Dr Lampen-Smith says a lot of work is underway on a cure for hep B,but it is at an early phase. “This is a very hot area in international research. I think realistically – over the next five to 10 years – I don’t think we’ll be saying we’ve got a hep B cure in New Zealand inside five years. I think it’s going to be a longer pipeline than that. It’s a more complex virus in how it resides in the liver. Hep B is not as straightforward as hep C.”

Ms Hay says hep B incidence is down, although it is rising in certain groups due to immigration. Among Pākehā New Zealanders, it’s below 1 per cent, among Māori around 6 per cent and in the Asian population, 9 per cent.

It’s important to remember the human faces behind the thousands of files and blood samples stored at the foundation, she says. Nurses now see multiple generations of families. And some of the original Kawerau study participants have died from liver cancer.

After seven years with the foundation, and as a former Ministry of Health adviser, she feels it’s vital to be close to the grass roots of healthcare.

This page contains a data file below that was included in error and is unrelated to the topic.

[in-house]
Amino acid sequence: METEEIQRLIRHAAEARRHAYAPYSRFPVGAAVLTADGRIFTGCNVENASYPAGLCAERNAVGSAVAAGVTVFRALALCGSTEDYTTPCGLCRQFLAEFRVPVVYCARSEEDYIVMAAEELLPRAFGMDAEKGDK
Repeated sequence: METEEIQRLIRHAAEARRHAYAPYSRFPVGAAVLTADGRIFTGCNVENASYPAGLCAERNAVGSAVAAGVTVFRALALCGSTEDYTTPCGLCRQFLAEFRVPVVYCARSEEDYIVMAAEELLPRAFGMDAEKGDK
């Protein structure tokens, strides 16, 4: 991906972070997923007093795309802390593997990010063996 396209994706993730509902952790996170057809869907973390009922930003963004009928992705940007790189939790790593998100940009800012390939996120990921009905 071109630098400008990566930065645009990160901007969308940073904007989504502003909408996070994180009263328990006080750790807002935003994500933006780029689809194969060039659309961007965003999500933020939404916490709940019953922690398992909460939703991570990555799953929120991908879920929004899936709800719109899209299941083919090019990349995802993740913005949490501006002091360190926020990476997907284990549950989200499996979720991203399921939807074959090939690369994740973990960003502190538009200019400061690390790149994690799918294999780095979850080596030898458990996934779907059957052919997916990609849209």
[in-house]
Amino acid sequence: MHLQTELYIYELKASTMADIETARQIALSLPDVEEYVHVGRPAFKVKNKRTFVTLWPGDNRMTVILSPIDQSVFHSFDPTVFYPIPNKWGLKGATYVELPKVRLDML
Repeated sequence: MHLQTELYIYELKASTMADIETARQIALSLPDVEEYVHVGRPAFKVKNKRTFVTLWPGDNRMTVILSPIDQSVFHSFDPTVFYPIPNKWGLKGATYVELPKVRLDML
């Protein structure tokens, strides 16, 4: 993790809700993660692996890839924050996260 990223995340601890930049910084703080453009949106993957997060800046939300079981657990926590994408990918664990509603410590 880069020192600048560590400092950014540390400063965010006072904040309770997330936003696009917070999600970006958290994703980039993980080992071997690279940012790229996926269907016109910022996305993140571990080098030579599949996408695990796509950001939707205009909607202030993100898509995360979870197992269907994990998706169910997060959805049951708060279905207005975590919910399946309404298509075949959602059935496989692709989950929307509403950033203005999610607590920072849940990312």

“As a bureaucrat in the ministry, you can lose touch with what’s happening in the sector. I truly believe that, when I look back at some of the programmes we were doing, primary care must have thought, ‘Oh, here comes another Ministry of Health official who doesn’t know anything about what we do.’”

The foundation has a good relationship with the ministry, although the tension over funding makes the NGO want to be as effective as it can be.

“Once you can show evidence to the ministry that, yeah, we are making a difference, you’ve got the mana then to say, we do need some more money.”

Eyeing the prospect of a readily available hep B cure at an acceptable cost in the next decade, Ms Hay says: “If we can have all these people ready for a cure...we can then shut up shop knowing we have done our job.”

In a nutshell

1984 – In a study led by Whakatane Hospital technician Sandy Milne, 93 per cent of the population of Kawerau were tested to ascertain the extent of hepatitis B infection. Nearly 8000 people were tested, and more than 500 were found to be carriers.

1988 – The government introduced a national hepatitis B immunisation programme for under-15s.

1990 – The Hepatitis Foundation was officially established as a charity.

2018 – Pharmac removed restrictions on hepatitis B drugs, tenofovir disoproxil and entecavir, enabling GPs to prescribe them.

2019 – Maviret, which cures most cases of all genotypes of hepatitis C, was funded and able to be prescribed in general practice.

– There is still no cure for hepatitis B. It is estimated 100,000 people in New Zealand have chronic hepatitis B.

Article published in July 2019 by NZ Doctor.